After almost four months at the unit, Connor seemed calmer and was looking forward to returning home for good (a meeting had been planned to discuss this). Richard asked to visit him on the evening of 3 July 2013 (Connor had to consent, because he was 18). “He was very excited, gabbling, so I said, ‘Should I come round and see you?’ And he was like, ‘Yeah, yeah, yeah, yeah.’” But when Connor handed the phone back to the nurse, she said no, Connor didn’t want him to come. He is still exasperated talking about it today. “I said, ‘I can hear him saying yes, I’m coming round’ and thankfully I did. Because that was the last time I saw him.”
On Connor’s 107th day in care, Sara received a call from a psychiatrist at the unit. “She just said, ‘Oh hello, are you at work? It’s Connor, we found him unconscious in the bath. He’s on his way to the John Radcliffe hospital, we’ll ring you if there’s any change. Can you make your way there?’”
Sara says the psychiatrist was so casual, she didn’t think there was anything to worry about; after all, Connor had been taken to hospital a few times after epileptic seizures. “I was texting a couple of mates in the cab. I didn’t even ring you, did I?” she asks Richard. Then she began to worry and rang the unit back. “I said, ‘Was he breathing, was he conscious when he left?’ and they said, ‘Oh, they got him breathing.’”
Sara brushes away the tears, determined to get her words out. “But he was actually dead, wasn’t he? He was on some ventilator. The consultant who admitted him said, in his view, Connor was dead by the time the rescue people got there – but Southern Health didn’t even have the guts to say it was urgent.” At the inquest, it emerged that the tone of the 999 call made from Slade House was so vague, the operator initially said they would book Connor in for a four-hour ambulance response.
Over time, the family discovered how much had been kept from them, and that they had been watched. “It turns out Southern Health were monitoring us. The day after Connor died, they circulated a briefing about my blog,” Sara says. (She found this out only after requesting documents.) Under the heading Potential Media Interest – Background Briefing On Mother’s Blog, it states: “Learning Disabilities SU (service user) has been found not breathing in bath at STATT service in Oxfordshire. SU later died at John Radcliffe Hospital in Oxfordshire. Below is a summary of an online blog which we have been monitoring. The blog is written by the mother.”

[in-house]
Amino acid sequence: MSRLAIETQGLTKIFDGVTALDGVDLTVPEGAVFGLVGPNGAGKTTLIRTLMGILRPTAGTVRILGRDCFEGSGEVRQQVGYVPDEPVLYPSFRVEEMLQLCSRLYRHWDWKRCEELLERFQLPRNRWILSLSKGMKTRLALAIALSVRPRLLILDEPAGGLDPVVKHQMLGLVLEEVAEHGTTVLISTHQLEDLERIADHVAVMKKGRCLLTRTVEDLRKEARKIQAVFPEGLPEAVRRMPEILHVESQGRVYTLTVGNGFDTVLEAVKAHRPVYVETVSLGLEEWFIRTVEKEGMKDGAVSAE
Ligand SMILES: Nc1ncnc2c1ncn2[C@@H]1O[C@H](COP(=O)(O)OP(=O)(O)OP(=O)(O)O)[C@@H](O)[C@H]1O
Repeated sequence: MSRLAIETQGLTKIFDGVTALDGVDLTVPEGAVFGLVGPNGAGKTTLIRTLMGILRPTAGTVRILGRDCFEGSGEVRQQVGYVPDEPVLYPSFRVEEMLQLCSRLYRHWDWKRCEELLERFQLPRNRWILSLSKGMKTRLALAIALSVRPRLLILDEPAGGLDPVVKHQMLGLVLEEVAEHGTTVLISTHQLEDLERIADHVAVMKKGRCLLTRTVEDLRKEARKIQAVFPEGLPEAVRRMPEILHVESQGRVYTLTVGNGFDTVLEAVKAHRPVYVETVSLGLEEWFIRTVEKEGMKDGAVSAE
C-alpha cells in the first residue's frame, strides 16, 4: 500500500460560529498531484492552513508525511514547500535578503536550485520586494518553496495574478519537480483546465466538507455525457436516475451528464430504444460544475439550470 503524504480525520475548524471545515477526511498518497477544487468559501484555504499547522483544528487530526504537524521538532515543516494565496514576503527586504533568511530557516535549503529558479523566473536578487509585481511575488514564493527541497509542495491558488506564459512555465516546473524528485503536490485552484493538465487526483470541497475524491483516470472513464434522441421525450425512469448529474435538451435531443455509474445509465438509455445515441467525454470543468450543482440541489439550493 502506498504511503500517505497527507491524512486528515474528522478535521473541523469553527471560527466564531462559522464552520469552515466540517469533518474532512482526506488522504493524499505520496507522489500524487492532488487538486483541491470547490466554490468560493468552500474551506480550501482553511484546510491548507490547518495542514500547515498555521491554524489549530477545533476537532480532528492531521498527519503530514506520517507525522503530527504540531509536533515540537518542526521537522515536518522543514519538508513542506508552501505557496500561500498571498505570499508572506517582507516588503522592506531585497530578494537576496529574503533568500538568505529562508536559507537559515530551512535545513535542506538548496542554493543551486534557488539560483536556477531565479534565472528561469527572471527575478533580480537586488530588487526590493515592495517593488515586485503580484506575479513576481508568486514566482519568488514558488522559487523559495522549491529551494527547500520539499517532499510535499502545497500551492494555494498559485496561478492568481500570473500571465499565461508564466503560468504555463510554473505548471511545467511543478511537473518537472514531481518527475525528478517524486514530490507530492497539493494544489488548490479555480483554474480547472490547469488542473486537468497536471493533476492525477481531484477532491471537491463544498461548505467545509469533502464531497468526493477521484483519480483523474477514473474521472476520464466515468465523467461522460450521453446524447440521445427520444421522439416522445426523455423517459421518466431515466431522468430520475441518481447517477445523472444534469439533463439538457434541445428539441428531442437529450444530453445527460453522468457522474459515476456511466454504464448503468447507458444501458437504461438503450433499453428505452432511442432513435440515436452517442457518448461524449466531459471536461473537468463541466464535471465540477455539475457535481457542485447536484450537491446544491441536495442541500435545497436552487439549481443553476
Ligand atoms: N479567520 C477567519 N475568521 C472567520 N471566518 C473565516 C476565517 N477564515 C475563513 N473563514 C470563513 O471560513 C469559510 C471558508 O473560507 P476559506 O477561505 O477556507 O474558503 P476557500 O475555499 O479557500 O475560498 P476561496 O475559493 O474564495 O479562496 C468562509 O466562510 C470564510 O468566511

It goes on to say: “Depending on the reason of death and the events leading up to the incident there may be some concerns raised by the Mother on Day 63 (21 May 2013) which she may revisit.” Sara explains: “That was the entry when I wrote, ‘I can’t believe he’s had a seizure and they’ve not noticed.’ Southern Health was monitoring the blog, and they didn’t pay any attention to the content of what I was writing. Yet as soon as Connor died, they circulated a briefing saying, this particular entry might become problematic.”
Two weeks after Connor’s death, Sara discovered that Southern Health had recorded his passing in the minutes of a board meeting published online: “A Serious Incident Requiring Investigation (SIRI) occurred in one of the Trust Learning Disability in-patient facilities, leading to the unexpected death of a service user. The postmortem indicates the user died of natural causes and early investigations indicate all appropriate systems and processes were in place and being followed leading up to the incident.” At the time, Sara did not think she could have been more angry, but she was wrong.
In September 2013, six weeks after Connor died, the Care Quality Commission visited Slade House, and failed it on all 10 counts it inspected: there was no battery in the defibrillator, no oxygen in the oxygen tank, no therapeutic interactions, there were traces of faeces in the furniture, medicines were out of date – and on it went. Three months later, in December 2013, the Statt unit was closed down. In May 2014, it was reported that the CQC had returned to Slade House and that its services had improved; baths, however, were now banned in favour of showers. The reason was never revealed to Connor’s family.